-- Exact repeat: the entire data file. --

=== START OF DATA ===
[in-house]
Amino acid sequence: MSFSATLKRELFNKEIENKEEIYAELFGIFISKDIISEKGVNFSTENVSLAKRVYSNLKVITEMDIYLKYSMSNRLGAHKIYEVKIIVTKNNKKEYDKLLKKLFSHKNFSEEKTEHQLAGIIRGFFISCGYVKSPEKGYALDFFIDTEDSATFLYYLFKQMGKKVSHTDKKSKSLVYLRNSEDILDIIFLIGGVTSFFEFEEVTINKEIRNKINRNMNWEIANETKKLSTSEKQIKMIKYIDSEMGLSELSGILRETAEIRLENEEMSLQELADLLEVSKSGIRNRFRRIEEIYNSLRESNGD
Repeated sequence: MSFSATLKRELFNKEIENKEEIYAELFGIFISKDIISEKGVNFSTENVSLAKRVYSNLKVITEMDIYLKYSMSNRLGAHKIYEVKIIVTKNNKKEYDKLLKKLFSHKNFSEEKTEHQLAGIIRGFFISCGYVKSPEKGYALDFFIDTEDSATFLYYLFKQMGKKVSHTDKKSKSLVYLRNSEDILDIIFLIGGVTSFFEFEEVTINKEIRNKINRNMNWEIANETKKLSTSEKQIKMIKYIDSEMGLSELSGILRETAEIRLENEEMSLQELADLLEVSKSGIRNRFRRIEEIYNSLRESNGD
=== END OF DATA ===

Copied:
[in-house]
Amino acid sequence: MSFSATLKRELFNKEIENKEEIYAELFGIFISKDIISEKGVNFSTENVSLAKRVYSNLKVITEMDIYLKYSMSNRLGAHKIYEVKIIVTKNNKKEYDKLLKKLFSHKNFSEEKTEHQLAGIIRGFFISCGYVKSPEKGYALDFFIDTEDSATFLYYLFKQMGKKVSHTDKKSKSLVYLRNSEDILDIIFLIGGVTSFFEFEEVTINKEIRNKINRNMNWEIANETKKLSTSEKQIKMIKYIDSEMGLSELSGILRETAEIRLENEEMSLQELADLLEVSKSGIRNRFRRIEEIYNSLRESNGD
Repeated sequence: MSFSATLKRELFNKEIENKEEIYAELFGIFISKDIISEKGVNFSTENVSLAKRVYSNLKVITEMDIYLKYSMSNRLGAHKIYEVKIIVTKNNKKEYDKLLKKLFSHKNFSEEKTEHQLAGIIRGFFISCGYVKSPEKGYALDFFIDTEDSATFLYYLFKQMGKKVSHTDKKSKSLVYLRNSEDILDIIFLIGGVTSFFEFEEVTINKEIRNKINRNMNWEIANETKKLSTSEKQIKMIKYIDSEMGLSELSGILRETAEIRLENEEMSLQELADLLEVSKSGIRNRFRRIEEIYNSLRESNGD